Being a writer by trade and someone who always enjoyed English classes in school, I can’t help but be fascinated by words.

Especially strange ones.

Fortunately for me (and others like me who tend to notice linguistic anomalies), the English language is a veritable glory hole of strangeness that provides ample opportunity to apply that fascination. But there’s one particular area of our colorful form of verbal communication that – to me – is dripping with wonder and absolutely begs questioning: words of the “collective noun” variety that are used to describe groups of animals.

While the average person would describe animal gatherings by (quite rightly) using simple terms like “a bunch,” correct grammar would require employing a number of substantially more obscure (and arguably weird) words. What led to the creation of all these seemingly random titles is probably a mystery lost in the annals of history, but it’s almost like people long ago went down a list, tossed handfuls of words and letters in the air, and then made up names based on whatever landed upright – regardless of order.

Just for the sake of building our knowledge of largely useless information, let’s look at some proper English for groupings of certain animals. Remember, I didn’t make this stuff up and I’m not promoting the use of these words (don’t blame me; I lay no claim to the English language – I just use it, same as you).

––A clowder of cats.

Say what?

If you’ve never heard the word before, something tells me you’re far from alone, and it won’t be surprising if you never do again.

But you know those five felines that hang out in your shop building? That’s your clowder.

––A flockof camels.

Doug Davison

Doug Davison

Look, there goes a flock of camels flying west for the summer!

I can’t get over the hump and accept this title as even remotely feasible. I wonder who spit this one out.

––A coalition of cheetahs.

The question is, do all cheetah coalitions have the same agenda and support the same political party? I wouldn’t be surprised if they’re into promoting rapid transit and fitness.

Whatever the case, it stands to reason that they get stuff done in a hurry.

––A rabble of butterflies.

Well, at least we now know where the term “rabble rouser” must have come from. If you disturb a bunch of butterflies, you have undoubtedly roused a rabble.

And what does a rabble-rouser do? Cause a disturbance.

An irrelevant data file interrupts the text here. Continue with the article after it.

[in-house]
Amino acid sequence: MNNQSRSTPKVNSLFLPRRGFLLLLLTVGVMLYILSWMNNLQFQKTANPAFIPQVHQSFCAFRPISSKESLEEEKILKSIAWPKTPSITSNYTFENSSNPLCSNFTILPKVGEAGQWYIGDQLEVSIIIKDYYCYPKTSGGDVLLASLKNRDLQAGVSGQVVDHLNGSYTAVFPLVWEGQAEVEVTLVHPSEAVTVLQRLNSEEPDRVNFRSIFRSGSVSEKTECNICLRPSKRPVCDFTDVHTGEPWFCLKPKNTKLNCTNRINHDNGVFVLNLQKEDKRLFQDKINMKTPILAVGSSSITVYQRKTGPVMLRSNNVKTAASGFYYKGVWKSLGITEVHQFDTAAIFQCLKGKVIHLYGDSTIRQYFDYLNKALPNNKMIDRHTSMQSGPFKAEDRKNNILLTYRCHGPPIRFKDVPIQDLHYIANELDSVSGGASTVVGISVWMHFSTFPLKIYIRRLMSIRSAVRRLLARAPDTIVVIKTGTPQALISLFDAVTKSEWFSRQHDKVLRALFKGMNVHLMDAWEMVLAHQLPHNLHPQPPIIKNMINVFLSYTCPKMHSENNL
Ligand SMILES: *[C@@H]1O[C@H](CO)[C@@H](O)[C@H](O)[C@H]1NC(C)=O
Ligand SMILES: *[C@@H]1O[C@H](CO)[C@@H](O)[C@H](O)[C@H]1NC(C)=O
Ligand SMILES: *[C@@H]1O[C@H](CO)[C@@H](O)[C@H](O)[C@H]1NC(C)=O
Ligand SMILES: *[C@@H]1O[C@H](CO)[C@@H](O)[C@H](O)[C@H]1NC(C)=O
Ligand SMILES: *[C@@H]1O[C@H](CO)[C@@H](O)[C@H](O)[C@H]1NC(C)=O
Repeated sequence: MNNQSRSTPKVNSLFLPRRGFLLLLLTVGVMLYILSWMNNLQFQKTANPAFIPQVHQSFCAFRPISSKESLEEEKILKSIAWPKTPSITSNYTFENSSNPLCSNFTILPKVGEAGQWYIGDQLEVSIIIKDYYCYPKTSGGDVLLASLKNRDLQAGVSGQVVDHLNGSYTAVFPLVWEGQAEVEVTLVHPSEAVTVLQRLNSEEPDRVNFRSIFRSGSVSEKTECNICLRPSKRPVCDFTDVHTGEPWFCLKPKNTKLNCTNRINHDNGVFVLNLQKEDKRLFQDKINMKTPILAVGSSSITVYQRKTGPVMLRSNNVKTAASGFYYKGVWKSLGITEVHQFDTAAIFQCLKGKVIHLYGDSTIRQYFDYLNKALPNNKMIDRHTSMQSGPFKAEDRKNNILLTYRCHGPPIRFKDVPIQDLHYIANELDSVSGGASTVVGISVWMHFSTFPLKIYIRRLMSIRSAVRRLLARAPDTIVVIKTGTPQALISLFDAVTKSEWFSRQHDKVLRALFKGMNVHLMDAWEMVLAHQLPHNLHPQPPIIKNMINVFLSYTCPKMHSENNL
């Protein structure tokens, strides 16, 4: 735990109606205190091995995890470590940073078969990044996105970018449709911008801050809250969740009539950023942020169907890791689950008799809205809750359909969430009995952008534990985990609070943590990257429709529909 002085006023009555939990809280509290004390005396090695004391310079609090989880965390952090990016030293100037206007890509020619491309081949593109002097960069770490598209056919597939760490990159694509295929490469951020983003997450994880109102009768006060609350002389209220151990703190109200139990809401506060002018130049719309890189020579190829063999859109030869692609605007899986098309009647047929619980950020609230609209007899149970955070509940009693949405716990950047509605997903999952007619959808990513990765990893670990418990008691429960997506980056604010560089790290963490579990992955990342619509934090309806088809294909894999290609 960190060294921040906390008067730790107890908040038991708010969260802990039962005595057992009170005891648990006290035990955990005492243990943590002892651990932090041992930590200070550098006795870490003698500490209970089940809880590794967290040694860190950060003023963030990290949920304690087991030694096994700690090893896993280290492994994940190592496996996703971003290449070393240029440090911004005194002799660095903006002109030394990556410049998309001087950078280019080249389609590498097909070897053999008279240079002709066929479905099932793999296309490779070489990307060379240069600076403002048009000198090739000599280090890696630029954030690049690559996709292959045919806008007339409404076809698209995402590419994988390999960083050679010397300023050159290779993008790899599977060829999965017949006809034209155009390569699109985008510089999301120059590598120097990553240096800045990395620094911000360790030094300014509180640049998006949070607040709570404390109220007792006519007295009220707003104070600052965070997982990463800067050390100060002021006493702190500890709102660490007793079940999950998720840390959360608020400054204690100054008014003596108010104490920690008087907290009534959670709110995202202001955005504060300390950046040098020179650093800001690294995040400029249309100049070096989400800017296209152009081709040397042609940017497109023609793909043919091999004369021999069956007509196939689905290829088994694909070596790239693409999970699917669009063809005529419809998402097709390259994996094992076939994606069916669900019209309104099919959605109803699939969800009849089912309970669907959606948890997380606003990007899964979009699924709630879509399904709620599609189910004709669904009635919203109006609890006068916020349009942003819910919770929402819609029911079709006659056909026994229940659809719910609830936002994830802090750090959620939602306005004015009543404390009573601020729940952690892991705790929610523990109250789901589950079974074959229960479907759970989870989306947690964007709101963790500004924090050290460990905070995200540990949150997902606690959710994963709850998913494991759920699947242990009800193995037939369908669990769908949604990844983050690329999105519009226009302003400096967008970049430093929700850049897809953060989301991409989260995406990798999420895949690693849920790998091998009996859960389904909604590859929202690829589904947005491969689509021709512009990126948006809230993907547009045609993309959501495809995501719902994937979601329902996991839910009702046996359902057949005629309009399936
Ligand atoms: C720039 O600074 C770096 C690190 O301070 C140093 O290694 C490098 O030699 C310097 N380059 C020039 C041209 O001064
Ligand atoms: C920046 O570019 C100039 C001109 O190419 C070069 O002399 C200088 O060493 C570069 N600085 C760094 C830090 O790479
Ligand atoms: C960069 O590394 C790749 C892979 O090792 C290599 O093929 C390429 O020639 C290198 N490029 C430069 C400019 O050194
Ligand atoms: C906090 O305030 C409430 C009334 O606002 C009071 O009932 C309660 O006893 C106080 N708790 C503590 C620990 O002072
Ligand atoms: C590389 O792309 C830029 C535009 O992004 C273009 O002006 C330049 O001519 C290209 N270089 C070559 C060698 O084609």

There you have it.

––A sloth of bears.

So, is a group of sloths called a bear? Land sakes, of course not. Sloths gather in a bed.

Probably because they always act so sleepy.

Alrighty then.

––A smack of jellyfish.

Perhaps named because that’s what you want to do to a bunch of jellyfishes with which you have unwittingly found yourself in close proximity: smack ‘em to get ‘em away from you.

––A couple of impala.

Next time you’re on a safari in Zambia, when a group of impala runs by, that’s a couple, regardless of how many actually comprise the group.

If there’s a few, it’s still a couple; if there’s a dozen, it’s a couple.

I dare say that’s going be hard to get used to.

––A crash of rhinoceros.

You know, this one doesn’t seem quite so random. A bunch of rhinos could definitely cause one heck of a crash.

OK, so you thought birds grouped in flocks, right? Me, too; but not so fast, my friend.

If you see a bunch of cranes (actually the plural of crane is crane), you’re looking at a herd of them. Lay eyes on a group of crows and you’re viewing a murder of the big, annoying things. And if you happen to notice a gathering of falcons, they’re in a cast (having already passed the audition, no doubt), and that group of buzzards flying overhead is in a wake (which makes plenty of sense, really).

Of course, to observe proper English to its fullest, we must be aware of each prickle of porcupine, squabble of seagulls and pack of perch we cross paths with.

And cattle farmers in the Ozarks should probably be aware that if their herd numbers 12 or more, it’s no longer a herd. It’s a flink.

As if.

Personally, I think the flink should be the herd and the herd should be the flink. That’s what I think of flink.

As I mentioned before, I’m in no way advocating the use of any of these words, nor the hundreds of other odd ones that denote animals groups. I’m also pretty sure that the one and only time most people who read this column will be aware of the existence of the words listed is while they read this column.

And that’s just fine. To me, a bunch of cats is just that: a bunch of cats. Rest assured, if I’m ever driving along and someone in the car yells, “look, a mess of skunks!” I won’t correct them by saying, “surely you mean, a surfeit of skunks.”

Seems to me that we have no need for so many descriptive words for animal multiplicity. But that’s English for you: there’s almost always more than one way to reach an end result.

Clowder. Smack.

I don’t think so.

Doug Davison is a writer, photographer and newsroom assistant for the Houston Herald. Email:  ddavison@houstonherald.com.

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